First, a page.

‘Wisdom! Be attentive’

Saint Augustine (354-430), church father and bishop of Hippo, North Africa. Photo: By the Hand of Fr. Joseph-Marie, www.ladyminster.com
Published March 1, 2022

Learning from the ancient Christians

Daniel Tatarnic

I’ve learned from the school of hard knocks that there are things you best learn on your knees. Wisdom is one of those things. I’ve spent the past 28 years working in the church, in various ministry settings and in both lay and ordained orders. A lot has changed in that time. Pandemic ministry brings its own set of challenges and affirmations. It’s easy, when stability is not guaranteed, to feel alone and discouraged. When the sands keep shifting underfoot, some days are better than others.

To maintain and enhance my devotional life during lockdowns, I enrolled in Huron College’s Wisdom of the Ancients, taught by the Rev. Lisa Wang of the faculty of divinity, Trinity College, in the University of Toronto. For eight weeks, the evening class (offered by Huron’s Licentiate of Theology program) gathered students from across the country, from Kingston, Ont. to Whitehorse: clergy and laity, postulants for ordination and lay readers, elder lifelong learners and a young mother with babe in arms. What they all had in common, besides their Anglican identity, was a desire to study the writings of the ancient Christians, the “fathers and mothers” of the Church.

Why did I share this desire? First, I felt I needed the structure of an intellectual challenge, a structure that wasn’t necessarily present in the work-a-day life of a parish priest. Second, I knew I needed an adult learning community in which to engage with these issues. Third, the topic was one that I feel passionately about, namely the wisdom of the ancient, unbroken, Christian tradition. I’m writing in order to provide words of encouragement, and to testify why a return to ancient sources is timely for mission in our Anglican church today.

I’m writing this, not only as a parish priest, but as the father of two teenagers—because life with teens affirms that there is much that is learned on one’s knees. The twentieth-century Swiss theologian Hans Urs von Balthasar says that “love alone is credible.” The Wisdom of the Ancients was an invitation to enter into that life-transforming event of falling in love with Wisdom, and of life in-formed by prayer and study. In the frenetic, anxious world in which we minister, there is that far-off cry from the time of the undivided Church, “Wisdom! Be attentive.”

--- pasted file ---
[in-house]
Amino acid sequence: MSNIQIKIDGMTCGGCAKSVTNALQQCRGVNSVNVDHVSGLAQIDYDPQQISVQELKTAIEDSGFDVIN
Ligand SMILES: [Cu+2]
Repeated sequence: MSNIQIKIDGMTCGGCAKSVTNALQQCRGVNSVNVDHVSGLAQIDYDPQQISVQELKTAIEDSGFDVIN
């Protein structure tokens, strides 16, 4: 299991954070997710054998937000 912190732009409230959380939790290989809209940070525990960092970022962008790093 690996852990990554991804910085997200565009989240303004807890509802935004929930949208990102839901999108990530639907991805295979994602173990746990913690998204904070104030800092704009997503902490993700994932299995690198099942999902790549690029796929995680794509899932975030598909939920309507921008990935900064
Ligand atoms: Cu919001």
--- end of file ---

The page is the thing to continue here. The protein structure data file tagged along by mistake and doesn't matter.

My children inhabit a secular pedagogy grounded in STEM (Science, Technology, Engineering, and Math). The internet provides a steady source of good and bad information—quickly, and with no mechanisms of discernment. The information superhighway is congested with data, but it lacks wisdom.

I have nothing against STEM programming. I think it’s wonderful. My kids will benefit from a solid STEM education, and they will have opportunities I never dreamed of. But my children also love music, painting, and imaginative play; they love going to church, and they love animals. Their natural curiosity about the meaning of things astonishes me; they are chock-full of questions, and they will push hard (and I mean hard) against things that don’t make sense. The days of providing half-baked and mediocre answers to meaningful questions are behind us. “Wisdom! Be attentive.”

As a priest and father, I’m very aware of this phenomenon. If I’m not prepared to meet my kids’ thought-full questions with penetrating answers, of a wisdom born of the ages, prayed on the knees, and nurtured in the fields of martyrdom, I will lose them. The same holds true of my parishioners and seekers alike; the golden age of trite-talking, evangelizing cartoon vegetables is over and done!

Just this morning a major news outlet carried the headline, “Gone by 2040.” We all know what it means. But decline in the Church is not the death of the Church. It’s easy to lose sight of—and to lose confidence in—our story, just at a moment where Christian authenticity is needed most. Huron’s Wisdom of the Ancients got me excited again. It reminded me of why I felt called, and continue to be a priest in a declining church. There is no denomination better suited to bridge the gap between the Eastern and Western traditions than Anglicanism; this is a great gift we have to offer the world. To meet the questions of this age requires us to sink our roots deeper into the fertile soil of a vast and rich tradition; upward, downward, outward. Aristotle says, “All persons by nature stretch out to know.” So, stretch out, lean into the wisdom that has formed us; lean into the sacraments, into the Holy Eucharist, into the Sacred Scriptures, into the Church’s Liturgy of the Hours—be authentic!

I knew that taking this course was the right thing to do when I felt my devotional life change for the better. My soul began to settle. Think outside the box—that’s what I’ve always been told. But praying alongside our ancient tradition, journeying daily with the Communion of Saints, challenges me to remain inside the box, and to find there an endless stream of wisdom. Questions around meaning and authenticity, God, nature, ethics, science, art and existence don’t belong to the past alone, but are asked in every generation by every generation. We either meet them with 2,000 years of wisdom or risk losing those who need it most. Because there is movement in the world today—especially amongst a younger population, which possesses an openness, a receptivity, a willingness to explore the ancient tradition of the Church and to stop, and to listen. Wisdom! Be attentive.

Daniel Tatarnic is a priest of the diocese of Niagara, stationed at St. Alban’s, Beamsville. He is a regular contributor to the Niagara Anglican, a friend of the Anglican Centre in Rome, and an avid student of return-to-the-sources theology.


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